The day after the Second Reading of the Bill the UK Government published a White Paper: The United Kingdom’s exit from and new partnership with the European Union. With regard to devolution, it stated:

The devolved administrations will continue to be engaged through the Joint Ministerial Committee (JMC), chaired in plenary by the Prime Minister and attended by the First Ministers of Scotland and Wales and the First and deputy First Ministers of Northern Ireland, and the JMC sub-committee on EU Negotiations (JMC(EN)), chaired by the Secretary of State for Exiting the European Union, with members from each of the UK devolved administrations.

ALN Bill: A ‘complete overhaul’ of a system ‘no longer fit for purpose’

15 December 2016

Article by Michael Dauncey, National Assembly for Wales Research Service

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On 12 December 2016, the Welsh Government published the Additional Learning Needs and Education Tribunal (Wales) Bill, thereby introducing it into the Assembly’s legislative process. The Minister for Lifelong Learning and Welsh Language, Alun Davies AM issued a written statement alongside the publication of the Bill and then gave an oral statement to Assembly Members in the Senedd the following day (13 December 2016).

The Welsh Government describes the Bill as an ‘ambitious law to create a bold new approach’ and a ‘complete overhaul’ of the way children and young people’s Additional Learning Needs (ALN) in Wales are met. Stakeholders and families have long called for change to a system, which the Welsh Government itself recognises is ‘no longer fit for purpose’.

This is a picture of some colouring pencils.

Image from Flickr by Alan Cleaver. Licensed under the Creative Commons.

What does the Bill do?

The Bill proposes to replace the current Special Educational Needs (SEN) framework with a reformed system based on Additional Learning Needs (ALN).

The current definition for SEN will continue under the new system of ALN, which is that a child or young person is deemed to have ALN if they have a significantly greater difficulty in learning than the majority of their age group, or if they have a disability that prevents or hinders them from using the education or training generally on offer.

Over 105,000 (22.5%) pupils in Wales are identified as having SEN/ALN (2015/16 statistics).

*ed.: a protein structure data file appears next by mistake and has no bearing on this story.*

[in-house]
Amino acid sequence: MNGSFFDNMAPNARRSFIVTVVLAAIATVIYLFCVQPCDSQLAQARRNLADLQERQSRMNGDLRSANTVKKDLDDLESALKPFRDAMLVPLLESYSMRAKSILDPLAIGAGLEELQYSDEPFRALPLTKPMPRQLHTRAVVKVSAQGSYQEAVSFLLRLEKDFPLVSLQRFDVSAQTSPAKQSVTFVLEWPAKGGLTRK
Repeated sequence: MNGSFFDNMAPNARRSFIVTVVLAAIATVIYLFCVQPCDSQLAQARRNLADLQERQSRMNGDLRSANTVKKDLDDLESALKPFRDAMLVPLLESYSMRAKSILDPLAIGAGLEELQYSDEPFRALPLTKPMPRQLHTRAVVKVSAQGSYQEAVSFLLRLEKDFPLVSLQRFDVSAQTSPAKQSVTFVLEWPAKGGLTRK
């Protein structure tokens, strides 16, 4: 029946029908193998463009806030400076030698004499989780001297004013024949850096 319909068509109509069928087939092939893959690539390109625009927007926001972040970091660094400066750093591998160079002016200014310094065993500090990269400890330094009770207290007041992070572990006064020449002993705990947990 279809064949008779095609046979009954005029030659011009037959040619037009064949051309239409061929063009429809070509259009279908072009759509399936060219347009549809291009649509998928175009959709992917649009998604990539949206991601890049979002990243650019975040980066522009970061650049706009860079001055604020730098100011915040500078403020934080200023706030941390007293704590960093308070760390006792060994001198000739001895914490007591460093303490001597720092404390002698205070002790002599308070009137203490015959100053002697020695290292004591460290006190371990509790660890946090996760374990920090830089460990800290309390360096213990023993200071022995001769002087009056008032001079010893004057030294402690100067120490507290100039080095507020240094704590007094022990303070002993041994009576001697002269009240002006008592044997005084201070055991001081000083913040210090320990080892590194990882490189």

However, the Welsh Government proposes to do much more than simply change terminology. It has three overarching objectives for the Bill:

  • A single, unified legislative framework to support all children and young people in school or further education who have ALN (rather than two separate systems of SEN up to age 16 and Learning Disabilities and/or Disabilities (LDD) for post-16, both of which are currently covered by separate legislation);
  • An integrated, collaborative process of assessment, planning and monitoring which facilitates early, timely, and effective interventions (including duties on health boards and local authorities to collaborate with each other through a statutory Individual Development Plan for each learner with ALN);
  • A fair and transparent system for providing information and advice, and for resolving concerns and appeals (including requiring local authorities to make arrangements for avoiding and resolving disagreements, revising a system found by previous reviews to be ‘complex, bewildering and adversarial’; and renaming the Special Educational Needs Tribunal for Wales as the Education Tribunal for Wales).

The Bill’s provisions are based on ten core aims the Welsh Government has in order to meet the three objectives. These aims are detailed in paragraphs 3.5 to 3.16 of the Explanatory Memorandum to the Bill (PDF 2.81MB).

One of the Bill’s main reforms is an end to the current system of statementing. Currently, some learners with ALN (around 88%) have their needs met through school-led support at either of two levels (School Action or School Action Plus), whilst others with more severe and complex needs (12%) have a statement from their local authority, which provides a legal entitlement to a specified package of support. Instead, all learners with ALN will have their needs met under the same type of statutory plan – an Individual Development Plan.

However, there would still be a distinction between some (more severe and complex) cases where local authorities would be responsible for maintaining a learner’s IDP, whilst in the majority of the cases it would be the school or college.

A challenge will be to ensure that the universal approach can still provide the necessary graduated support, appropriately tailored to the level of severity of learners’ needs, and that there is no dilution of support provided to those who currently have statements. The Special Educational Needs Tribunal for Wales (SENTW) has warned of a potential watering down of provision for learners with severe and complex needs by trying to ensure the system is flexible and caters for learners with less severe needs.

What has happened so far?